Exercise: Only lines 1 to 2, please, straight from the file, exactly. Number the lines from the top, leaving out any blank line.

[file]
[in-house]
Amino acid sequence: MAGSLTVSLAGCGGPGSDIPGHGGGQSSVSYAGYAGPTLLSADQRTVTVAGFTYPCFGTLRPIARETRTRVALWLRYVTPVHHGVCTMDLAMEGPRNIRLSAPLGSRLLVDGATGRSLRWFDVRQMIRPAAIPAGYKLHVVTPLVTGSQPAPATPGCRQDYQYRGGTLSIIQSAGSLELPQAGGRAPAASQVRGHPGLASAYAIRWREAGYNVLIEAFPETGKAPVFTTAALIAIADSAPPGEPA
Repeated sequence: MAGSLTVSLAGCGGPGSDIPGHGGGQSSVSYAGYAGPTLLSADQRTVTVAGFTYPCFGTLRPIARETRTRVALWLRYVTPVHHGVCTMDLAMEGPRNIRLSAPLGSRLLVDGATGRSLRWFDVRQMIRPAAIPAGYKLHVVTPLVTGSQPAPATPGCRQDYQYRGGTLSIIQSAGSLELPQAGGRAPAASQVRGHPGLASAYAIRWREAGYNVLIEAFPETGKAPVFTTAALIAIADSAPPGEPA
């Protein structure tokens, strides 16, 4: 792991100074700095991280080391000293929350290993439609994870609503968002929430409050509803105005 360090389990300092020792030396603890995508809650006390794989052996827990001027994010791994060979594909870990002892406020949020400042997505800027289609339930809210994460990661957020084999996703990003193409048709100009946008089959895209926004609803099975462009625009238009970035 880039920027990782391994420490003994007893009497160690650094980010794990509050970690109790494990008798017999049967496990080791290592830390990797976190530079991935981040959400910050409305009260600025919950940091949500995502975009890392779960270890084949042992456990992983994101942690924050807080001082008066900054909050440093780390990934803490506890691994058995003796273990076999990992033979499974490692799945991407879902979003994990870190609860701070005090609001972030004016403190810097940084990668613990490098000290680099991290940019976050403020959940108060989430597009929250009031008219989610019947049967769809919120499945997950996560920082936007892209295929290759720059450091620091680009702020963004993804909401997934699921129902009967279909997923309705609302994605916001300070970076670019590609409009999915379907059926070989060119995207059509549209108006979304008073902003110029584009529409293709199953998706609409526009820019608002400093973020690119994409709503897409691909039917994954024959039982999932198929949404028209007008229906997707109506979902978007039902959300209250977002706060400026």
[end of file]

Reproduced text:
[in-house]
Amino acid sequence: MAGSLTVSLAGCGGPGSDIPGHGGGQSSVSYAGYAGPTLLSADQRTVTVAGFTYPCFGTLRPIARETRTRVALWLRYVTPVHHGVCTMDLAMEGPRNIRLSAPLGSRLLVDGATGRSLRWFDVRQMIRPAAIPAGYKLHVVTPLVTGSQPAPATPGCRQDYQYRGGTLSIIQSAGSLELPQAGGRAPAASQVRGHPGLASAYAIRWREAGYNVLIEAFPETGKAPVFTTAALIAIADSAPPGEPA